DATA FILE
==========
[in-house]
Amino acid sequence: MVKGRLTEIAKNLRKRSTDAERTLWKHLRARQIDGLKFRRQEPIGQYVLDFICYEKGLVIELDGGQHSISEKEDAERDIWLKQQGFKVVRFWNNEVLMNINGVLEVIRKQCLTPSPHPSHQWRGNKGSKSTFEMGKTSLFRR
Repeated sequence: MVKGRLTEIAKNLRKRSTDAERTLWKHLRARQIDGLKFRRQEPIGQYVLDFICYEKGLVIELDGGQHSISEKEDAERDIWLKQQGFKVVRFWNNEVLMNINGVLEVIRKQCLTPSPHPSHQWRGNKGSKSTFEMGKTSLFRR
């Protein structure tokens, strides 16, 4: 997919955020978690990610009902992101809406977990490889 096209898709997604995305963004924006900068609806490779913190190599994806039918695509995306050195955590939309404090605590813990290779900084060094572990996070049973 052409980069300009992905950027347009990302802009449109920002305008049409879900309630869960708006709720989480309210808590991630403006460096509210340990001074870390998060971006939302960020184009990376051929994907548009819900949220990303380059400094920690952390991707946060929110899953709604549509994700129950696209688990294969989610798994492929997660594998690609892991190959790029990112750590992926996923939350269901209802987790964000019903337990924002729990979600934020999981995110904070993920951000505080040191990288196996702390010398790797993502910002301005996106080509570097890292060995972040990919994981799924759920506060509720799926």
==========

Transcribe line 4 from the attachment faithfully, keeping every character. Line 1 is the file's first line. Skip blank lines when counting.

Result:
């Protein structure tokens, strides 16, 4: 997919955020978690990610009902992101809406977990490889 096209898709997604995305963004924006900068609806490779913190190599994806039918695509995306050195955590939309404090605590813990290779900084060094572990996070049973 052409980069300009992905950027347009990302802009449109920002305008049409879900309630869960708006709720989480309210808590991630403006460096509210340990001074870390998060971006939302960020184009990376051929994907548009819900949220990303380059400094920690952390991707946060929110899953709604549509994700129950696209688990294969989610798994492929997660594998690609892991190959790029990112750590992926996923939350269901209802987790964000019903337990924002729990979600934020999981995110904070993920951000505080040191990288196996702390010398790797993502910002301005996106080509570097890292060995972040990919994981799924759920506060509720799926």